Michael Arnstein, the CEO of The Natural Sapphire Company in Midtown, is known for using sapphires as an ethical alternative to diamonds.
Forbes reported that his brand became a hit after Prince William proposed to Kate Middleton with an 18-karat Garrard rock that he had inherited from the late Princess Diana. The choice catapulted sapphire alternatives to diamonds into the mainstream, spiking sales 300 percent at Arnstein’s company.
Threatening that success, however, Arnstein has been spent years trying to clean up his online presence.
In 2011, Arnstein brought a federal complaint against Prashant Telang, an Indian web designer Arnstein had hired years earlier to buy up domain names. Arnstein claimed that Telang hijacked Natural Sapphire’s website to extort payment after they had a falling out.
Complaining that his customers were being redirected to bogus bad reviews on sites like PissedConsumer.com and RipOffReport.com, Arnstein sued Telang and Telang’s company, TransPacific Software, for cybersquatting and defamation.
Arnstein settled with Telang after U.S. District Judge Alison Nathan ordered TransPacific to take down at least 54 false reviews on various websites. That victory, however, proved short-lived.
A Google search shows that new sites have cropped up tarring Natural Sapphire Company on purported consumer-advocacy sites.
Prosecutors say frustration with the expensive and protracted legal process led Arnstein to take drastic action.
In a three-count complaint against Arnstein made public Tuesday night, prosecutors quote several emails in which Arnstein brags about forging a federal judge’s signature to help him scrub his Google results.
“No bullshit: if I could do it all over again I would have found another court order injunction for removal of links (probably something that can be found online pretty easily) made changes in photoshop to show the links that I wanted removed and then sent to ‘[email protected]’ as a pdf — showing the court order docket number, the judges [sic] signature — but with the new links put in,” Arnstein wrote in a July 2014 email, according to his criminal complaint. “Google isn't checking this stuff; that's the bottom line b/c I spent $30,000 fuckin thousand dollars and nearly 2 fuckin years to do what legit could have been done for about 6 hours of searching and photoshop by a guy for $200., all in ONE DAY.”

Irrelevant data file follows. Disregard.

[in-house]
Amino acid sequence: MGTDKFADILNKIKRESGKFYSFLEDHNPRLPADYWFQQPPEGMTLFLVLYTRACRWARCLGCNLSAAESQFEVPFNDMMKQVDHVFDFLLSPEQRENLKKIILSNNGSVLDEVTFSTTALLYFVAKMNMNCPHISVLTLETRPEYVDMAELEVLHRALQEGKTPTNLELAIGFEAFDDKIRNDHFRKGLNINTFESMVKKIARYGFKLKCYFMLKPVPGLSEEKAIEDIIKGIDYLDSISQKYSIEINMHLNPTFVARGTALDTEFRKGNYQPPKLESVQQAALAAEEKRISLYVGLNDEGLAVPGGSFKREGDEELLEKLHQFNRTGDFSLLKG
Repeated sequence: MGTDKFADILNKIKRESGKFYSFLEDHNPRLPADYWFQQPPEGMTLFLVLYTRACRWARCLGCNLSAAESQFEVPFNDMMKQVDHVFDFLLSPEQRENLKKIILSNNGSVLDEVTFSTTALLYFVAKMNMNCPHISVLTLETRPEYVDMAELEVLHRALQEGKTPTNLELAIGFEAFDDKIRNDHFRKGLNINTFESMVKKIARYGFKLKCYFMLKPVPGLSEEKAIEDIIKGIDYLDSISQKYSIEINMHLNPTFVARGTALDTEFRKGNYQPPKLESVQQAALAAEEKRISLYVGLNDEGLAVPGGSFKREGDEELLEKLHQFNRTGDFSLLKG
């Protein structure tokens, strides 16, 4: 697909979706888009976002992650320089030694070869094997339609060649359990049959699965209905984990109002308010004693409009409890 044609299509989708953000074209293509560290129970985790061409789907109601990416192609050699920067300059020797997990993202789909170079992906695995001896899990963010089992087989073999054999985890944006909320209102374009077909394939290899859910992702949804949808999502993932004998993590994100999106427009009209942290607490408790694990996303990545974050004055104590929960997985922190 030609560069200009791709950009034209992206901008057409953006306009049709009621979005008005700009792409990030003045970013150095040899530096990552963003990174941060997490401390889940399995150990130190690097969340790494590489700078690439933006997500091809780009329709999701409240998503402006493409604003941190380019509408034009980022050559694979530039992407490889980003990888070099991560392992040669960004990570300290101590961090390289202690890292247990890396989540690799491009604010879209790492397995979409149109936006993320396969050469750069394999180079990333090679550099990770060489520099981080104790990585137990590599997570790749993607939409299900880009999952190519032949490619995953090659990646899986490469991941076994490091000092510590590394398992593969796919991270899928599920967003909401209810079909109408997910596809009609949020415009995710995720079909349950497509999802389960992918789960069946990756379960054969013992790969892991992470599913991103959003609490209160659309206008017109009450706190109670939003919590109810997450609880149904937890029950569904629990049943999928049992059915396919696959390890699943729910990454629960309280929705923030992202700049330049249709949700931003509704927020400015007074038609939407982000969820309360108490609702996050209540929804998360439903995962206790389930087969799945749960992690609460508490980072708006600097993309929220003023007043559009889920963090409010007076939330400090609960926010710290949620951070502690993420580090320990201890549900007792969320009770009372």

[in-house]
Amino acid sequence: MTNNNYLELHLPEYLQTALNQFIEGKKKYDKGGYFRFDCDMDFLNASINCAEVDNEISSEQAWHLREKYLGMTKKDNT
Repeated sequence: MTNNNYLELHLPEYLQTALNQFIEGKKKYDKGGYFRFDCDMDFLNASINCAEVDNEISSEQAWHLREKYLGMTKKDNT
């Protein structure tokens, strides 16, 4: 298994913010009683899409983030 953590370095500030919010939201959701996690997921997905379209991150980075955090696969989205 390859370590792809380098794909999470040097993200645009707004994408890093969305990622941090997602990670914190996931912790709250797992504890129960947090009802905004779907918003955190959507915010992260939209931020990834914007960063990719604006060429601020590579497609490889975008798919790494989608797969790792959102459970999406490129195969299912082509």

Another email shows that Arnstein continued boasting a few months later about using a legitimate order to create forged orders.
“I think you should take legal advice with a grain of salt,” he allegedly wrote on Sept. 4, 2014. “I spent 100k on lawyers to get a court order injunction to have things removed from Google and Youtube, only to photoshop the documents for future use when new things ‘popped up’ and google legal never double checked my docs for validity… I could have saved 100k and 2 years of waiting/damage if I just used photoshop and a few hours of creative editing… Lawyers are often worse than the criminals.”
The complaint says Google received at least 10 more emails between Jan. 19, 2015, and Feb. 10, 2017, with forged orders bearing the signature of Nathan, the judge who signed Arnstein’s 2012 default judgment.
Arnstein was arrested on Monday morning and presented before U.S. Magistrate Barbara Moses that afternoon. He faces two counts of forging a judge’s signature and a related conspiracy count, each of which carries a possible five-year sentence.
The judge released Arnstein, who has pleaded not guilty, on his own recognizance.
Arnstein’s lawyer Steven Brounstein declined to comment on the charges.
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